## Governing Equations and Modeling

Flow Equations

The process of surface irrigation combines the hydraulics of surface flow in the furrows or over the irrigated land with the infiltration of water into the soil profile. The flow is unsteady and varies spatially. The flow at a given section in the irrigated field changes over time and depends upon the soil infiltration behavior. Performance necessarily depends on the combination of surface flow and soil infiltration characteristics.

The equations describing the hydraulics of surface irrigation are the continuity and momentum equations [20]. In general, the continuity equation, expressing the conservation of mass, can be written as

d t d x where t is time (s), Q is the discharge (m3 s-1), x is the distance (m) along the flow direction, A is the flow cross-sectional area (m2), and I is the infiltration rate per unit length (m3 s-1 m-1).

The momentum equation, expressing the dynamic equilibrium of the flow process, is

g d x gA d x gA d t g d t d x where g is the gravitational acceleration (ms-2), So is the land (or furrow) slope (m m-1), Sf is the friction loss per unit length or friction slope (mm-1), v is the flow velocity (m s-1 ), and y is the flow depth (m).

These equations are first-order nonlinear partial differential equations without a known closed-form solution. Appropriate conversion or approximations of these equations are required. Several mathematical simulation models have been developed.

Infiltration Equations

Several infiltration equations are used in surface irrigation studies. Most common are the empirical Kostiakov equations,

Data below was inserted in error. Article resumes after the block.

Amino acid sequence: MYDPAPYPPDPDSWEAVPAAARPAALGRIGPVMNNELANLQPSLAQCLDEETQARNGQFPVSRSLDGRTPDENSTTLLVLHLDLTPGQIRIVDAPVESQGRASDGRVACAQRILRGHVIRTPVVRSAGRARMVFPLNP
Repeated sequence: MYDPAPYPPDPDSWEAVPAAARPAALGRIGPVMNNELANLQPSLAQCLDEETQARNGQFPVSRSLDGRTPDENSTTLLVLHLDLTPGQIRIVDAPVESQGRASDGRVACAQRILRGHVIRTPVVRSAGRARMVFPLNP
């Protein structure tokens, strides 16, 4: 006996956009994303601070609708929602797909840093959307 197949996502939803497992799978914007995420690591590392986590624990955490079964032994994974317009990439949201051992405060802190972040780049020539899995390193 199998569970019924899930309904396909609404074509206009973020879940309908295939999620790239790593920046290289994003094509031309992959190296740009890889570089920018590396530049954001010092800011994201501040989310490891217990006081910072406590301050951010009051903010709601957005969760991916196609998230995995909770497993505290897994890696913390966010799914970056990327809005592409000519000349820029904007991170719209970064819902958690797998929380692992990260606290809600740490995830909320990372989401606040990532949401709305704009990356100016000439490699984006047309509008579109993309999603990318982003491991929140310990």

where I is the infiltration rate per unit area (mm h-1), a and k are empirical parameters, f0 is the empirical final or steady-state infiltration rate (mmh-1), and t is the time of opportunity for infiltration (h). The latter is commonly used in furrow infiltration where cutoff times are long and infiltration tends to approach a steady rate. When initial preferential flow occurs, as is the case with swelling or cracking soils, an initial "instantaneous" infiltration amount must be added to the cumulative infiltration.

Other infiltration equations used are the empirical Horton equation,

where ยก3 is an empirical parameter, It is the initial infiltration rate (mmh-1), and f0 is the final infiltration rate (mm h-1); the semiempirical equation of Philips,

where S is soil sorptivity (mmh-2) and As is soil transmissibility (mmh-1); and the Green-Ampt equation,

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